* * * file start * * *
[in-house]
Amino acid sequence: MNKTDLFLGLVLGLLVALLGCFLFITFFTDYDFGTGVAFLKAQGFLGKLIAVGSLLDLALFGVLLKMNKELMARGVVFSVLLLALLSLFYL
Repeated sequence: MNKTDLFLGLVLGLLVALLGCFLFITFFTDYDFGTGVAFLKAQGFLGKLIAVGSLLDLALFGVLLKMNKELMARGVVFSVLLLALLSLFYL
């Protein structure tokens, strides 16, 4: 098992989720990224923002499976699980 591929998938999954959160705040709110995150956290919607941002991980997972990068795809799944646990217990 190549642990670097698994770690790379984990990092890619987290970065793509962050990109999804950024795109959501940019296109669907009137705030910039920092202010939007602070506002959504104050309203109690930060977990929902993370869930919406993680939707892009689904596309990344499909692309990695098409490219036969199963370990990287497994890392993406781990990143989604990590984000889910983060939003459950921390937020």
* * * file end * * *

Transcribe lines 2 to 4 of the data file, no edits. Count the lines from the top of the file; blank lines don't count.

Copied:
Amino acid sequence: MNKTDLFLGLVLGLLVALLGCFLFITFFTDYDFGTGVAFLKAQGFLGKLIAVGSLLDLALFGVLLKMNKELMARGVVFSVLLLALLSLFYL
Repeated sequence: MNKTDLFLGLVLGLLVALLGCFLFITFFTDYDFGTGVAFLKAQGFLGKLIAVGSLLDLALFGVLLKMNKELMARGVVFSVLLLALLSLFYL
């Protein structure tokens, strides 16, 4: 098992989720990224923002499976699980 591929998938999954959160705040709110995150956290919607941002991980997972990068795809799944646990217990 190549642990670097698994770690790379984990990092890619987290970065793509962050990109999804950024795109959501940019296109669907009137705030910039920092202010939007602070506002959504104050309203109690930060977990929902993370869930919406993680939707892009689904596309990344499909692309990695098409490219036969199963370990990287497994890392993406781990990143989604990590984000889910983060939003459950921390937020």